Saturday, June 18, 2005

Blogging While Anonymous*

Atrios has an interesting post on the topic, and I want to pipe in, too, given that some mean-spirited people might view "Echidne of the snakes" as a made-up handle, too.

Pseudonyms have been used in writing for a very long time, much before blogging was invented. Think of the Federalist Papers, think of Currer Bell and George Eliot. The reasons for writing anonymously are many and some are better than others. The Bronte sisters chose to write under male names because the literary markets of the era discriminated against women. The anonymous writers of the Federalist Papers didn't want their identities contaminate the message, perhaps. More recently, Carolyn Heilbrun chose Amanda Cross as the name to use when she wrote detective fiction, because she was an academic and the academic circles looked down on the detective novel genre.

The reasons for choosing anonymity vary, clearly, from protection of ones career or reputation to defenses against unfair markets to concerns with the purity of the message. In countries with authoritarian regimes anonymity may be the shield which stops a writer from being killed or his or her family from being hunted down.

But anonymity could be selected for more nefarious reasons. A writer might wish to cause harm and havoc and not be caught doing it, or someone might present a message in total conflict with that person's own lifestyle. There could be outright fraud involved or at least dishonesty. This is the case those present who dislike anonymous writing. How can someone attack Echidne of the snakes if nobody knows who she really is?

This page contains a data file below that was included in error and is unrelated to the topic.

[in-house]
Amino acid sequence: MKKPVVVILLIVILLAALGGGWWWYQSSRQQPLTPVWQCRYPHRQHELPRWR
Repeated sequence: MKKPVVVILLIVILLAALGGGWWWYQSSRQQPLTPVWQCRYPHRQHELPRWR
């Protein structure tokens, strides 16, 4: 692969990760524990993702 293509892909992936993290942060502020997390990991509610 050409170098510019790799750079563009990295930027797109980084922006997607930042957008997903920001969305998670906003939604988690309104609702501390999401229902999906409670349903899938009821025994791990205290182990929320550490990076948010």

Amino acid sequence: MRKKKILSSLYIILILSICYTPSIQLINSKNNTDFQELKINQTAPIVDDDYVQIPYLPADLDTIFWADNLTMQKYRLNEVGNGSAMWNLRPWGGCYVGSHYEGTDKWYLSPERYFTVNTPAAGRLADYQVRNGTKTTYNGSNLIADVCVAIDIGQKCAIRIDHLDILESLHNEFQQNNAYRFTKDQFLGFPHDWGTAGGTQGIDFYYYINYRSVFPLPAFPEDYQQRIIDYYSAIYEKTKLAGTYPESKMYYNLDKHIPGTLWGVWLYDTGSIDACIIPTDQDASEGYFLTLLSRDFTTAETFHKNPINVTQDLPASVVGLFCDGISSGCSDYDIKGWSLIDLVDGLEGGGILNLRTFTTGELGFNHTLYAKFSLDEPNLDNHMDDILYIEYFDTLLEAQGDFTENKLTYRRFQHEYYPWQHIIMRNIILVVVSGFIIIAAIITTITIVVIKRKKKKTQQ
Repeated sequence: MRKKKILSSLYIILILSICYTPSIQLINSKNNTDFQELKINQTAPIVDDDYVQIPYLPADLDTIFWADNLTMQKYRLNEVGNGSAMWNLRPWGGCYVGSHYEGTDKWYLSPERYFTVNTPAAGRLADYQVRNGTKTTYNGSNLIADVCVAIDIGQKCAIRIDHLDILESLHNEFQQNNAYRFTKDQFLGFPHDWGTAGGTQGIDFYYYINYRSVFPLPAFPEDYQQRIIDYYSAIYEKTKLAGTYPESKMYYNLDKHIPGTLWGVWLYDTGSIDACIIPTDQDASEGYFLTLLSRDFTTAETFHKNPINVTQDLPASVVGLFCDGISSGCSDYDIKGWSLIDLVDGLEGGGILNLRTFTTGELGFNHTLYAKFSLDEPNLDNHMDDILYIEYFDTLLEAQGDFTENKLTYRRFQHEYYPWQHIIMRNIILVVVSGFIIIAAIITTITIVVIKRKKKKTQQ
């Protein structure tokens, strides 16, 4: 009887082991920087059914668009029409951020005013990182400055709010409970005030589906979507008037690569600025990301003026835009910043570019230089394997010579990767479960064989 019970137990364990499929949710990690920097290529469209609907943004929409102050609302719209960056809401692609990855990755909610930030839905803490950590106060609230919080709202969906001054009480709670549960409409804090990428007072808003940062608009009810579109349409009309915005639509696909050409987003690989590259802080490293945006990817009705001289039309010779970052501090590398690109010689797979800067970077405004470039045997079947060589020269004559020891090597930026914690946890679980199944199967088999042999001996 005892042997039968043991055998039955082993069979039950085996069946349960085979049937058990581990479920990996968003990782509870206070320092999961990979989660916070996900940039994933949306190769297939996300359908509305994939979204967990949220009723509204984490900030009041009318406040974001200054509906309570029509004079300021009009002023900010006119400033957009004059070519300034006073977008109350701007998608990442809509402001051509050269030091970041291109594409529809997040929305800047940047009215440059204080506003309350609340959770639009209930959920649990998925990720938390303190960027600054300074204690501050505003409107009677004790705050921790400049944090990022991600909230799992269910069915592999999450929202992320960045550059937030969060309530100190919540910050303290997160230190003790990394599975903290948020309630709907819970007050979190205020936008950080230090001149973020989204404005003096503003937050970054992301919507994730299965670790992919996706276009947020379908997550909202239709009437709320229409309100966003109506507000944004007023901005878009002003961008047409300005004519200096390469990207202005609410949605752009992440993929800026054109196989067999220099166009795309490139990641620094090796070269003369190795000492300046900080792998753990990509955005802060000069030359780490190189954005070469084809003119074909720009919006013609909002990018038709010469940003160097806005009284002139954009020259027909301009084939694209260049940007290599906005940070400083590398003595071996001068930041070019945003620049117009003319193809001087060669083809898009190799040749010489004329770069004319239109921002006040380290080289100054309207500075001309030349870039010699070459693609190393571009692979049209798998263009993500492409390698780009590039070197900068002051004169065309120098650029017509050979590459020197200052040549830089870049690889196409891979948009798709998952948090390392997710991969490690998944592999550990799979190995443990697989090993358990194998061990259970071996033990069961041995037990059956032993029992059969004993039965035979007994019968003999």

This argument is less powerful in blogging than it might be in the case of something like anonymous leaflets being spread all over a town, slandering a person's reputation, say. Bloggers tend to stay put on their little blogs and the same made-up handle stays put, too. If one becomes well-known enough, like Atrios, for example, then the pseudonym takes an equal validity to a real name. Atrios responds to his critics as Atrios. And so do other pseudonymous bloggers. Even I talk back to my commenters as Echidne.

The ability to Google people provides a very good reason for writing anonymously. I don't want my little mother harassed for what I say on my blog, and this might well happen if the harassers knew other names for me. (And, yes, I do get hate-mail. Nowhere near as much as love-mail, but I do get it.)

But none of these are the reason why I chose to start a pseudonymous blog. My impetus was the desire to write without the baggage that goes with who I otherwise am, the desire to recreate a personal voice. It is fun. And it was initially a purely literary exercize, with a little bit of magic thrown in. Now Echidne is someone who sort of exists, and if I started another blog under, say, "Olive the Omnivorous Ovary", I'd feel a fraud. Weird, isn't it?

Anyway, what do you think about anonymity in the blogosphere?
*Strictly speaking, pseudonymous. I'm freely mixing the two here because most of the critics do so.